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Two attitudes are thus to be avoided. First is the desire to tell one’s experience to everyone, whatever the costs, at the risk of suffering misunderstanding and making a fool of oneself. This is frequently the result of an inflation, wanting out of vanity to impress others, which makes one lose the experience completely. The second attitude to avoid is the desire to guard everything for oneself, pretending that one is the same old intellectual or pious Pharisee, or whatever one was before. One can, as much as possible, hide the numinous experience under the veil of the persona;14 but if, by an interior command, one is told to unveil the experience, one must have the courage to do so. One may have to say: “I am not going to do anything tomorrow.” There is evidently no need to say that one acts so because of a dream, or to give an inner reason. But it can also happen that one has an interior command to stand up now and to say what one thinks, even if that means some kind of persecution. For instance, one may be led to go against a collective opinion, though without taking oneself to be the wise sage whose mission is to enlighten others, or by playing the martyr. Naturally the introvert will always be tempted to keep it too much to himself, and the extravert to blurt it out.15 Both are wrong. The oscillation between these two rhythms belongs to the work of the Self, if the inner experience has been understood rightly. In general, dreams indicate clearly how one must act. The Self determines when one should expose the secret and when one should hide it. It is very meaningful that Lucius-Apuleius, who was shy about standing up for naive feeling experience, should have to be exposed before Roman society, where all the nice mocking grins and pointed remarks of the others would certainly be directed toward him. They would mock at his shaven crown saying, “Ah, he has been initiated into the Isis mysteries,” and they would drill into that. Previously, mockery, intellectualism, and aestheticism were all part of Apuleius’s ego defense mechanism, and so to stand openly would be for him the test of total acceptance. His experience is not just a new small thrill which he can keep for himself, carrying on with his old outer life as before. Isis knows what she is doing when she imposes upon him the public confession. It is not what happens normally, but doing that fits his problem and his pattern. The question arises why Lucius’s redemption comes about through the intermediary of an Egyptian mystery cult and why the Isis-Osiris cult has such redeeming power over him. Why not the Christian or the Mithraic? We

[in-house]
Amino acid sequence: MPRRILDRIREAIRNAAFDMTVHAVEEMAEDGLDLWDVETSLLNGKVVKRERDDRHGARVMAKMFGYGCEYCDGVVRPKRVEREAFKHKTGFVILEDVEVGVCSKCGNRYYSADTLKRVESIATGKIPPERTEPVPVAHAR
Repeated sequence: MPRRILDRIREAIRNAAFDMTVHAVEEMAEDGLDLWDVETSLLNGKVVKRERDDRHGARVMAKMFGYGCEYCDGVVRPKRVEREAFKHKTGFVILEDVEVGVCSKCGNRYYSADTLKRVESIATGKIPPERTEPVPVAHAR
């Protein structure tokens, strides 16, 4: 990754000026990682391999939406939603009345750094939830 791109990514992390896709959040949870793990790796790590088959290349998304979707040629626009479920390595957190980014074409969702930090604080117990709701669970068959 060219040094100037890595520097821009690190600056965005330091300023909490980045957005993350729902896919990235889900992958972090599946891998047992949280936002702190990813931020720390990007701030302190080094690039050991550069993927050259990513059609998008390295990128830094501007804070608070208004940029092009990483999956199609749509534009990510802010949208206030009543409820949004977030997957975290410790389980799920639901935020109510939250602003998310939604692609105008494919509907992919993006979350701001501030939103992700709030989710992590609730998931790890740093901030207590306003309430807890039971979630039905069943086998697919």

Profile for Lewis Lafontaine

Marie Louise Von Franz - The Golden Ass of Alpulius  

Marie Louise Von Franz - The Golden Ass of Alpulius  

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